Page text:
Furthermore, there is a PR template in the repository, which will be loaded automatically when creating a new PR and that will serve as a basis for us to provide the necessary information for the reviewers. We are expected to: include a link to the ticket, list the proposed changelog entries describing our changes, complete the submitter checklist and add mentions to the desired reviewers (if any).
In my case, I followed the template when creating my PR, completing all sections. I linked the Jira ticket, provided two proposed changelog entries, completed the submitter checklist and added three desired reviewers (explaining why I thought their reviews would be valuable). I also linked the original PR that was referenced in the ticket, to provide further context.
As stated in the contributing guidelines, typically two approvals are needed for the PR to be merged; and it can take
from a few days to a couple of weeks to get them. Sometimes, one approval from a reviewer and a 1-week delay without
extra reviews is considered enough to set the PR as
ready-for-merge. However, both the time-to-merge and the number
of approvals necessary might vary, depending on the complexity of the change or the area of Jenkins core that it affects.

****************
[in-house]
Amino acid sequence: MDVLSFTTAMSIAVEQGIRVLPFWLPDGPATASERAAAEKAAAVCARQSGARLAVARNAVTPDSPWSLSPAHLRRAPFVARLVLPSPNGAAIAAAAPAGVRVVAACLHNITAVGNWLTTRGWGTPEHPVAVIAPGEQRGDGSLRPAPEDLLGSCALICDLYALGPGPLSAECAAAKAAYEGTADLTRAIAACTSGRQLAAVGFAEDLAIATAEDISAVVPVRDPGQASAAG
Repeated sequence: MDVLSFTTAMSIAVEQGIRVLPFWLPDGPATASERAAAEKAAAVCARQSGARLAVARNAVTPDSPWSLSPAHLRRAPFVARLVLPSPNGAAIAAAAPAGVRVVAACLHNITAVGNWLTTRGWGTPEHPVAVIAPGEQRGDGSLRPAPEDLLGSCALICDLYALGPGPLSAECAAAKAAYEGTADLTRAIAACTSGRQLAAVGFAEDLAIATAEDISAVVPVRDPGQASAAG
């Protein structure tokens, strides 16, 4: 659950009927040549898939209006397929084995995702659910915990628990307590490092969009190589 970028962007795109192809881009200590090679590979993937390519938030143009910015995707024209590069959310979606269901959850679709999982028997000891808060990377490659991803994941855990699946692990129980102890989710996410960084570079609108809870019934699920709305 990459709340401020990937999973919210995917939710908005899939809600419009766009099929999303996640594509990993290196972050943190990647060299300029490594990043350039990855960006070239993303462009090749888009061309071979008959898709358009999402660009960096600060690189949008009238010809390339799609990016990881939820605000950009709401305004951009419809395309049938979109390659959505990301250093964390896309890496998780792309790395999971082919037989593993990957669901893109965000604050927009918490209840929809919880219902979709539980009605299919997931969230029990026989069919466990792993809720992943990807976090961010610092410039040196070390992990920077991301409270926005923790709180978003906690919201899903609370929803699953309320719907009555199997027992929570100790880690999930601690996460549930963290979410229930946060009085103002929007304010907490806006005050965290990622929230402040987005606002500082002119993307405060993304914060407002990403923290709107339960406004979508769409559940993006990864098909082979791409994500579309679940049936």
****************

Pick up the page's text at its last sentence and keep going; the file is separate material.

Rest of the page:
After the necessary approvals have been received, a Jenkins core maintainer will set the PR as
will lead to it being merged into the master branch when one of the following releases are being prepared.
In my case, I received a review by Daniel (the reporter of the ticket and one of my “desired reviewers”) the very day I
submitted the PR (April 14th). He made several very useful suggestions, which led to changes from my side. After those
changes, Daniel made minor remarks and my PR got another review, which was its first approval. After a week had passed
without further news, I added the remaining minor suggestions from Daniel and a few days later received another approval,